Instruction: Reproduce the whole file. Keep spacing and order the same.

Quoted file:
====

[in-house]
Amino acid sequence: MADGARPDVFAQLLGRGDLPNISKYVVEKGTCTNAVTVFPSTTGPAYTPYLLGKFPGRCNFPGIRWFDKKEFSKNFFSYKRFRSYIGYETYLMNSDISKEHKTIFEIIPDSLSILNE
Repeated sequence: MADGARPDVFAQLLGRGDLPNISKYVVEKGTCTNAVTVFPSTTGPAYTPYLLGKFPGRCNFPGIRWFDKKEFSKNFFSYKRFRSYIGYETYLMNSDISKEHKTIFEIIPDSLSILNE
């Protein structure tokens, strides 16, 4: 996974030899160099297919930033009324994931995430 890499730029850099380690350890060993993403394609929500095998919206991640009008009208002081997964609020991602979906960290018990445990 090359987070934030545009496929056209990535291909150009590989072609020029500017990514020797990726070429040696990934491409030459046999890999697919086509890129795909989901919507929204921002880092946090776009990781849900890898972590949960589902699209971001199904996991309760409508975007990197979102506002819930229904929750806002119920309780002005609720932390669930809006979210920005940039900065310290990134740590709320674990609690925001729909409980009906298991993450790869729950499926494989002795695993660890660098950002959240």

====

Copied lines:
[in-house]
Amino acid sequence: MADGARPDVFAQLLGRGDLPNISKYVVEKGTCTNAVTVFPSTTGPAYTPYLLGKFPGRCNFPGIRWFDKKEFSKNFFSYKRFRSYIGYETYLMNSDISKEHKTIFEIIPDSLSILNE
Repeated sequence: MADGARPDVFAQLLGRGDLPNISKYVVEKGTCTNAVTVFPSTTGPAYTPYLLGKFPGRCNFPGIRWFDKKEFSKNFFSYKRFRSYIGYETYLMNSDISKEHKTIFEIIPDSLSILNE
């Protein structure tokens, strides 16, 4: 996974030899160099297919930033009324994931995430 890499730029850099380690350890060993993403394609929500095998919206991640009008009208002081997964609020991602979906960290018990445990 090359987070934030545009496929056209990535291909150009590989072609020029500017990514020797990726070429040696990934491409030459046999890999697919086509890129795909989901919507929204921002880092946090776009990781849900890898972590949960589902699209971001199904996991309760409508975007990197979102506002819930229904929750806002119920309780002005609720932390669930809006979210920005940039900065310290990134740590709320674990609690925001729909409980009906298991993450790869729950499926494989002795695993660890660098950002959240």